Candidates vie for clerk of courts position

February 9th, 2012    Author: Kristin Bednarski    Filed Under: News

There are two Republican candidates on the March 6 ballot for Clerk of Common Pleas Court.

The first is business owner and technology advocate David Uible and the second is life-long resident, and long-time clerk, Barb Wiedenbein.

David Uible has lived in Clermont County 18 years. He received an executive management degree from the University of Cincinnati and a mechanical engineering degree from Purdue University.

For the past 23 years, Uible said, he has been working to acquire and rebuild manufacturing companies in the area.

“My background is engineering, technology and finance,” Uible said about his experience. “I spend time managing work teams and I think I am well qualified to run the office.”

In addition to his work, Uible owns and operates a buffalo farm in New Richmond, serves as treasurer of the Clermont County Republican central and executive committees, is involved with the Southern Ohio Agriculture and Community Development Fund and more.

Uible said he decided to run for office to challenge the long-time clerk Barbara Wiedenbein, and if elected he said he has several goals he would like to accomplish.

“I am tired of the county accepting who we get in office, and I decided to challenge her,” Uible said.

Uible said one of his primary goals, if elected, would be to automate court records and information for public access.

“I think that is the biggest and primary thing that can be done,” Uible said. “Today, if an attorney in Hamilton County needs to defend someone in Clermont County, they have to send someone out here.”

Uible said he would work to ensure the records are safely and securely accessible online so residents and attorneys can have access from home or work.

Uible said he would also work to improve and manage the daily activities at the court to help things run more efficiently.

Incumbent clerk Barb Wiedenbein moved to Clermont County when she was 9-years-old. She graduated from Milford High School and spent time living in Texas and Florida before she moved back home.

Before becoming clerk, Wiedenbein owned a travel agency, which she later sold to one of her employees, and also helped with her husband’s business, Wiedenbein Auto Parts.

In addition, Wiedenbein is involved with the Republican Party, is a Clermont County Senior Services board member, past member of the Clermont County Library Board, is involved with the Clermont County Convention and Visitors Bureau and more.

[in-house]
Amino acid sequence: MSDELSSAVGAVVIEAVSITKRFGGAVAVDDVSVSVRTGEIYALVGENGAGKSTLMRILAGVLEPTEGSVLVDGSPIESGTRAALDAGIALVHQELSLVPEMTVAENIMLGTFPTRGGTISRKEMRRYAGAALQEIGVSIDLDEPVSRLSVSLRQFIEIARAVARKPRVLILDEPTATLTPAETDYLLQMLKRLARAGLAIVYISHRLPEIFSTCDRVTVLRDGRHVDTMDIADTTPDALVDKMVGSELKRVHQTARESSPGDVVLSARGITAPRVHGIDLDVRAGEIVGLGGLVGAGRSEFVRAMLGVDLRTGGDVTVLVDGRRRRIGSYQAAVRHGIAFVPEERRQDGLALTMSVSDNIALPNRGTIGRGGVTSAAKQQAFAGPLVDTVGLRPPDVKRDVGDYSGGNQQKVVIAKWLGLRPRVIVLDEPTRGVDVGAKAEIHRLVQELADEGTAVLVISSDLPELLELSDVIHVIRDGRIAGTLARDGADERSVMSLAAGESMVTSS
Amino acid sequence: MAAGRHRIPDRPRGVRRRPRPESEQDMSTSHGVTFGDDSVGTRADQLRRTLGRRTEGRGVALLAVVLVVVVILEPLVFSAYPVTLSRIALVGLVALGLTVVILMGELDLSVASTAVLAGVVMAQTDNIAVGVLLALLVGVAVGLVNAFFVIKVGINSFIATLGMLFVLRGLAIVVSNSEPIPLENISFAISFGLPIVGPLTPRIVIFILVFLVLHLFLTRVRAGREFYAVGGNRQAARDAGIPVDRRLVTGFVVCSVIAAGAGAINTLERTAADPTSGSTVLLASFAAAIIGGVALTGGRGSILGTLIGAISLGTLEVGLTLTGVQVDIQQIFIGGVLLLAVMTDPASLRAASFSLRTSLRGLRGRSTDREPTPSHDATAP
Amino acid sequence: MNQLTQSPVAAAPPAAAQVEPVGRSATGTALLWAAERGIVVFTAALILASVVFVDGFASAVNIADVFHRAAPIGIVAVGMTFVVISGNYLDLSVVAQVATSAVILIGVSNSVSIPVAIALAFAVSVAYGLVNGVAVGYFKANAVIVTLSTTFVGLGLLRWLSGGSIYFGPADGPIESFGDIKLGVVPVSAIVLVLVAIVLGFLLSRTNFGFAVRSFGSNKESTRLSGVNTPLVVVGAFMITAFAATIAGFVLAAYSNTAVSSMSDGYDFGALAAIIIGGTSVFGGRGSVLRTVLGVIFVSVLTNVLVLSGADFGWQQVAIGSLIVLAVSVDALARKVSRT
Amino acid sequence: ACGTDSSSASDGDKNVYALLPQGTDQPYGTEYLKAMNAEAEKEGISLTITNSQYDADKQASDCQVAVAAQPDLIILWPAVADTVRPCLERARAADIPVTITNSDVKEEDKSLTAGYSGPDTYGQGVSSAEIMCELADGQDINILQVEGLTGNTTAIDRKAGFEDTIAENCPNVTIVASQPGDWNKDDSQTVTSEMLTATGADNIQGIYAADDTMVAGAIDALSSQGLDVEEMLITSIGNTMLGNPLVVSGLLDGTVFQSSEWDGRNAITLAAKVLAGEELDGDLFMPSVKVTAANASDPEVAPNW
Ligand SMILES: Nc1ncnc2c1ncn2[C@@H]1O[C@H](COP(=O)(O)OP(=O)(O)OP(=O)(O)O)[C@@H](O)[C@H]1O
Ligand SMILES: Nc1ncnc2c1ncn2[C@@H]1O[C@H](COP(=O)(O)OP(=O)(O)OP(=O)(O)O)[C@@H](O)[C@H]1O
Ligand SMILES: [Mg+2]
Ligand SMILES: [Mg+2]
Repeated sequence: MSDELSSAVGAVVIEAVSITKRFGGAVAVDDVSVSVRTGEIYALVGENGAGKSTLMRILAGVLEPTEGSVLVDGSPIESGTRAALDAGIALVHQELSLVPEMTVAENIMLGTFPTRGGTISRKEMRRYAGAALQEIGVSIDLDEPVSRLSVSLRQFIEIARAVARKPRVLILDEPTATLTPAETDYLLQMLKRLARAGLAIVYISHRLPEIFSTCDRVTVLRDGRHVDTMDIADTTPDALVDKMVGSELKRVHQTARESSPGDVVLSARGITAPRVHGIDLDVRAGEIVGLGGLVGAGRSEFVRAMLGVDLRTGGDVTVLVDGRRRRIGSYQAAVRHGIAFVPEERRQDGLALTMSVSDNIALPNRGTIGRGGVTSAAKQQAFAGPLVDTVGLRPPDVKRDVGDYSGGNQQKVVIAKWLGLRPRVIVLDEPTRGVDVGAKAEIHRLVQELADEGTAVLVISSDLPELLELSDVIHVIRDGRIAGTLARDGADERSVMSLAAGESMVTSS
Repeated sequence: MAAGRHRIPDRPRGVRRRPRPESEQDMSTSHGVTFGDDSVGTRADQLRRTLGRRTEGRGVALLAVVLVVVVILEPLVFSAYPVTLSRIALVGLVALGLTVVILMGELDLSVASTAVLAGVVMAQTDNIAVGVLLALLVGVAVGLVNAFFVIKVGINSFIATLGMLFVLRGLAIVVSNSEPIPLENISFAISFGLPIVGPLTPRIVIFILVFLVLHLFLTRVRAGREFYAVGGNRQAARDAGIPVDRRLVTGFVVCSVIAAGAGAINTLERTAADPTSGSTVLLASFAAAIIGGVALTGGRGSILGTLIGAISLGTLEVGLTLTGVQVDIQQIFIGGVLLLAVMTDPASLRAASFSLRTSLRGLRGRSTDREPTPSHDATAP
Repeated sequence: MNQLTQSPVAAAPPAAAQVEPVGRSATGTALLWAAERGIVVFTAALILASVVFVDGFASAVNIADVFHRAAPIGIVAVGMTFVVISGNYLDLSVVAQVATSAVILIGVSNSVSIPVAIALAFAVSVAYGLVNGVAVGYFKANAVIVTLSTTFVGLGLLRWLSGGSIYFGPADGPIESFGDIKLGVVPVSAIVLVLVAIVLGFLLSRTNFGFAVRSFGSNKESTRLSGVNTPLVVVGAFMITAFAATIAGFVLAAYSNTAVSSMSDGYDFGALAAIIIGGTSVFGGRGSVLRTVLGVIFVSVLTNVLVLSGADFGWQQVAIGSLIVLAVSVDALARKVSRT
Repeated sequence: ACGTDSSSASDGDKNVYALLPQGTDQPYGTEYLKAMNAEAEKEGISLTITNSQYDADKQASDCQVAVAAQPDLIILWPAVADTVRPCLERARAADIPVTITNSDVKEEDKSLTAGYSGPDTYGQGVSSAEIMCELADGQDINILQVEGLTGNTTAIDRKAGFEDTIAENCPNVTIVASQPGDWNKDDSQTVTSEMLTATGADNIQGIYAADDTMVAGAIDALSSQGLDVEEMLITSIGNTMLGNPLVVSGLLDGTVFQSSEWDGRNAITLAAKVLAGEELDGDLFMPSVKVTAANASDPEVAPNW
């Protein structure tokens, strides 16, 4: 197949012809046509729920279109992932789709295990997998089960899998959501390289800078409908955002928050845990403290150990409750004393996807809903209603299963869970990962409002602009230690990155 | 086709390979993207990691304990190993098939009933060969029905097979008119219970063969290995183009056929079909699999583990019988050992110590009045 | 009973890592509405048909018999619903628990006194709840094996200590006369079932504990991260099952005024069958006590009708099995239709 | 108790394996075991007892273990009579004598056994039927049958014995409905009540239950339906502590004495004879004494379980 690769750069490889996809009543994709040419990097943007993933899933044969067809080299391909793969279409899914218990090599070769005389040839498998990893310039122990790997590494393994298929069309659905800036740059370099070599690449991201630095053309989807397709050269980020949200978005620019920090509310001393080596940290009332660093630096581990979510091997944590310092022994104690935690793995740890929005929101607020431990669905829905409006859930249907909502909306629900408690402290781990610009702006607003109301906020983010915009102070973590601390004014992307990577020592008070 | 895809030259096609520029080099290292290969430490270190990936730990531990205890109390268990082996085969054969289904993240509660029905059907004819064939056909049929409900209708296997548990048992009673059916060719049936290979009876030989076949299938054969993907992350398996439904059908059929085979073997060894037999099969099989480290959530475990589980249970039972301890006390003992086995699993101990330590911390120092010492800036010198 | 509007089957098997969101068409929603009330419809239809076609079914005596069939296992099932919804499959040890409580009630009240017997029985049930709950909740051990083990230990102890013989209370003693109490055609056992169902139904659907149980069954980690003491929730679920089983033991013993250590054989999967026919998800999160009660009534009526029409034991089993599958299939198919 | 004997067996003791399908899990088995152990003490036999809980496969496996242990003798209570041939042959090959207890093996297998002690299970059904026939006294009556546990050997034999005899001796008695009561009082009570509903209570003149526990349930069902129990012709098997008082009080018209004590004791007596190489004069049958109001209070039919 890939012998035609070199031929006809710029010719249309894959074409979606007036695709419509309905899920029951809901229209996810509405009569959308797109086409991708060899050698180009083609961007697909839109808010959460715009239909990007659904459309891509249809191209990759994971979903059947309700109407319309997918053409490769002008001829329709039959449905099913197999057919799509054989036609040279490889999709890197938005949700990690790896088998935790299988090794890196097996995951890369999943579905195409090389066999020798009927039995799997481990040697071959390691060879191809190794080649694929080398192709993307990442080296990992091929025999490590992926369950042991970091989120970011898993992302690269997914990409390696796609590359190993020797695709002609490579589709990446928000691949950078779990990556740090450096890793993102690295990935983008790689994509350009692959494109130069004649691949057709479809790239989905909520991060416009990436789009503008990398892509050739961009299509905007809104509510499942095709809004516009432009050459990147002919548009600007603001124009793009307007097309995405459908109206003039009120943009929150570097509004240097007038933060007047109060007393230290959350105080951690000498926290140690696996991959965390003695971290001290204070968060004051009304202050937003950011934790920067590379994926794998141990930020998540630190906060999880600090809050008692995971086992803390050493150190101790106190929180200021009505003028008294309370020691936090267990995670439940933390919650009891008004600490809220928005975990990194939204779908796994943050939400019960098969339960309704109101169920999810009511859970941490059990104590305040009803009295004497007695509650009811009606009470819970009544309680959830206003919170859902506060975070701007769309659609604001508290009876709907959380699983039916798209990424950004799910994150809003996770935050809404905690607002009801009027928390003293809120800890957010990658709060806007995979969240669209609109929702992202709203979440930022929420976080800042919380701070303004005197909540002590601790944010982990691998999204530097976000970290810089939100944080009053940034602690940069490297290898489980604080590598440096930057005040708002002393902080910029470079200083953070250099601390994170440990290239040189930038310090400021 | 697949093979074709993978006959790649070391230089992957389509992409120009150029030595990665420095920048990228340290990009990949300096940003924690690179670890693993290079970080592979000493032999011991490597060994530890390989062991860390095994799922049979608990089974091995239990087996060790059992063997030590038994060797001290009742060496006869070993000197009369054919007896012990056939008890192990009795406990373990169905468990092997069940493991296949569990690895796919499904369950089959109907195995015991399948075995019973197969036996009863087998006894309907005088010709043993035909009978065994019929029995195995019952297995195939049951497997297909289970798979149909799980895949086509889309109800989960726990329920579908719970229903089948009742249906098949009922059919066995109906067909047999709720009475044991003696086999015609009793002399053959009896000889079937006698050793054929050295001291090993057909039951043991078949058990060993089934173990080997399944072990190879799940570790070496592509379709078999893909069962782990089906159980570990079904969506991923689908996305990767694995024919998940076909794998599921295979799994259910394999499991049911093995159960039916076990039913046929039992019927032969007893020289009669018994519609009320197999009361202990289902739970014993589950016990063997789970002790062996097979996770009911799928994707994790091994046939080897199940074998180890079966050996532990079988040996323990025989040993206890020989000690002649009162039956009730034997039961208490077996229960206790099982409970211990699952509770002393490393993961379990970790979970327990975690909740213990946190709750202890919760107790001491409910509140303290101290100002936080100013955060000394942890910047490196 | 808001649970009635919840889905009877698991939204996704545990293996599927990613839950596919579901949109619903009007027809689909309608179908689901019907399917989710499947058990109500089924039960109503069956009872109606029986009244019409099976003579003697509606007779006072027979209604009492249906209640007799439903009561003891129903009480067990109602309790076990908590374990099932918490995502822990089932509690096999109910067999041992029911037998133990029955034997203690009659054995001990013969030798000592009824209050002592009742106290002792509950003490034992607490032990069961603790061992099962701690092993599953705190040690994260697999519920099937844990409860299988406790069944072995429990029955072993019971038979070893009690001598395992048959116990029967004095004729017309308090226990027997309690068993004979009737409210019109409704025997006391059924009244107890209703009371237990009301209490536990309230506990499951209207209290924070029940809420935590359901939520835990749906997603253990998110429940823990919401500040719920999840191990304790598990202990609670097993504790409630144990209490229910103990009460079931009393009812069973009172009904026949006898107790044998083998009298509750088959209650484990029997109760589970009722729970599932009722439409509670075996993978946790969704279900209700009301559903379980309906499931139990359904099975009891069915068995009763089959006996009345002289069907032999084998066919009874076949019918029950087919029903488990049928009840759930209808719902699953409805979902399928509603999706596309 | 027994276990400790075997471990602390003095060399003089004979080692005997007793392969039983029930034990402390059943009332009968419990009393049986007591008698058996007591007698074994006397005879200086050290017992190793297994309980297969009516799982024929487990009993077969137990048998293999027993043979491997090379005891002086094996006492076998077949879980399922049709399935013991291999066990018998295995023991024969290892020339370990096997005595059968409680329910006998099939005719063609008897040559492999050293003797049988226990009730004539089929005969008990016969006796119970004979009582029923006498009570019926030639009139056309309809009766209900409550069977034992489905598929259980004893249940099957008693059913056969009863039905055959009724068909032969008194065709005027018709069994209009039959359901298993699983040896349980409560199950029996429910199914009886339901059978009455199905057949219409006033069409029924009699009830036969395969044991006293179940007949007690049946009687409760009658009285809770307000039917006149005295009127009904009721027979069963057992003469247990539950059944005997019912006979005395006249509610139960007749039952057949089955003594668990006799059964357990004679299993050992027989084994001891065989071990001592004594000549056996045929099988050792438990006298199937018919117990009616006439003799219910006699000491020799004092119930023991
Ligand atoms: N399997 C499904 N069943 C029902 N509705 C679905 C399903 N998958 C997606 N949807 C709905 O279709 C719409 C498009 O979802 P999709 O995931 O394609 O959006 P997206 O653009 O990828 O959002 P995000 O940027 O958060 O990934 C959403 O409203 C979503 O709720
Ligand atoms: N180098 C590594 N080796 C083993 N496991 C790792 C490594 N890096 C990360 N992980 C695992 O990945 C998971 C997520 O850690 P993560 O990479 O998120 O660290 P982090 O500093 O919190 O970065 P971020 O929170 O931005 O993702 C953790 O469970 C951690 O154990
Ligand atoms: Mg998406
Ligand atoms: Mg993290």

She said she has enjoyed her time as clerk and is running again to continue what she has done the past several years.

“The office is running extremely well,” Wiedenbein said. “It’s a solid foundation and I am not ready to retire. I enjoy what I do.”

Wiedenbein said she enjoys all facets of the job. She enjoys getting to know people at the office, working in the courtroom and interacting with attorneys.

“The law to me is just very interesting,” she said. “It is something different every day.”

Since she was first elected as Clerk of Courts in 2005, Wiedenbein said, she has contributed to making the court system a better place by working with employees and budgeting money.

“The employees know what I expect, and in turn I know what they expect of me,” Wiedenbein said. “I have never come across any major problems in this office.”

She said her goal is to keep everything running smoothly by communicating with employees, and also making sure they gain experience at different jobs in the office, she works to accomplish this on a daily basis.

Wiedenbein said since she was elected she has worked to save money within the court system and has been able to contribute surplus money back into the general fund.

She helped develop the “One Stop,” in Batavia, an office to help improve the convenience and service to customers, and also had ATM machines installed at the Batavia and Milford “One Stops.”

When it comes to the future of the court system, Wiedenbein said she is planning to automate records, and has been working on this plan for several years.

“My chief deputy and I have already looked into the term “e-filing,” essentially going paperless,” Wiedenbein said. “It’s great, there is no doubt about it. Right now the county doesn’t have the money to do that.”

She said to automate records right now it would cost around $800,000. She said she is committed to automating records and will research the process more, but only when the funds are available.

“We are working on things so attorneys can pull (information) up themselves,” she said about where they are in the process.

Until then, she said she will continue to keep things running smoothly in the court system in terms of budget, daily jobs and more.

“That’s what I was elected for,” Wiedenbein said. “To streamline the office and make progress.”

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